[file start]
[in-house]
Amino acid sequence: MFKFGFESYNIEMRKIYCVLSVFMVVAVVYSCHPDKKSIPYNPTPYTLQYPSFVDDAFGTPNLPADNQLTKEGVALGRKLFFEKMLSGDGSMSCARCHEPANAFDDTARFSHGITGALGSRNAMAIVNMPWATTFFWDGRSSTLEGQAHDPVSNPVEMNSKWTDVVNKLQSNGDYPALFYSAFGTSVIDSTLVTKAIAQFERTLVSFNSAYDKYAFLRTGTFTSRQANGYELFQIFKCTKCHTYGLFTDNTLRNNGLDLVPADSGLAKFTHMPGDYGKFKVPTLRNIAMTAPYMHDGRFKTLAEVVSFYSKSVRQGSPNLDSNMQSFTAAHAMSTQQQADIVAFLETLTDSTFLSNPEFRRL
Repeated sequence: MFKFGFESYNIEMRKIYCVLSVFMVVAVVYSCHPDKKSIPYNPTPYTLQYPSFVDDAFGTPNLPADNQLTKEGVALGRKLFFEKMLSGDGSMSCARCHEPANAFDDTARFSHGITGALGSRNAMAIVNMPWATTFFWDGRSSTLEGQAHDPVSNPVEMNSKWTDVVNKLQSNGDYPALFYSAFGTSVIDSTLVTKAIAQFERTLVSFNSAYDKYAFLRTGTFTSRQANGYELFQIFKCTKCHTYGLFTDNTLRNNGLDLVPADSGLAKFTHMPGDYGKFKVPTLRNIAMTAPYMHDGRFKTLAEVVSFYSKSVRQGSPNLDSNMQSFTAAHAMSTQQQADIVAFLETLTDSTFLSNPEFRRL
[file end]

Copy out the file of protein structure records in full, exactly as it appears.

[in-house]
Amino acid sequence: MFKFGFESYNIEMRKIYCVLSVFMVVAVVYSCHPDKKSIPYNPTPYTLQYPSFVDDAFGTPNLPADNQLTKEGVALGRKLFFEKMLSGDGSMSCARCHEPANAFDDTARFSHGITGALGSRNAMAIVNMPWATTFFWDGRSSTLEGQAHDPVSNPVEMNSKWTDVVNKLQSNGDYPALFYSAFGTSVIDSTLVTKAIAQFERTLVSFNSAYDKYAFLRTGTFTSRQANGYELFQIFKCTKCHTYGLFTDNTLRNNGLDLVPADSGLAKFTHMPGDYGKFKVPTLRNIAMTAPYMHDGRFKTLAEVVSFYSKSVRQGSPNLDSNMQSFTAAHAMSTQQQADIVAFLETLTDSTFLSNPEFRRL
Repeated sequence: MFKFGFESYNIEMRKIYCVLSVFMVVAVVYSCHPDKKSIPYNPTPYTLQYPSFVDDAFGTPNLPADNQLTKEGVALGRKLFFEKMLSGDGSMSCARCHEPANAFDDTARFSHGITGALGSRNAMAIVNMPWATTFFWDGRSSTLEGQAHDPVSNPVEMNSKWTDVVNKLQSNGDYPALFYSAFGTSVIDSTLVTKAIAQFERTLVSFNSAYDKYAFLRTGTFTSRQANGYELFQIFKCTKCHTYGLFTDNTLRNNGLDLVPADSGLAKFTHMPGDYGKFKVPTLRNIAMTAPYMHDGRFKTLAEVVSFYSKSVRQGSPNLDSNMQSFTAAHAMSTQQQADIVAFLETLTDSTFLSNPEFRRL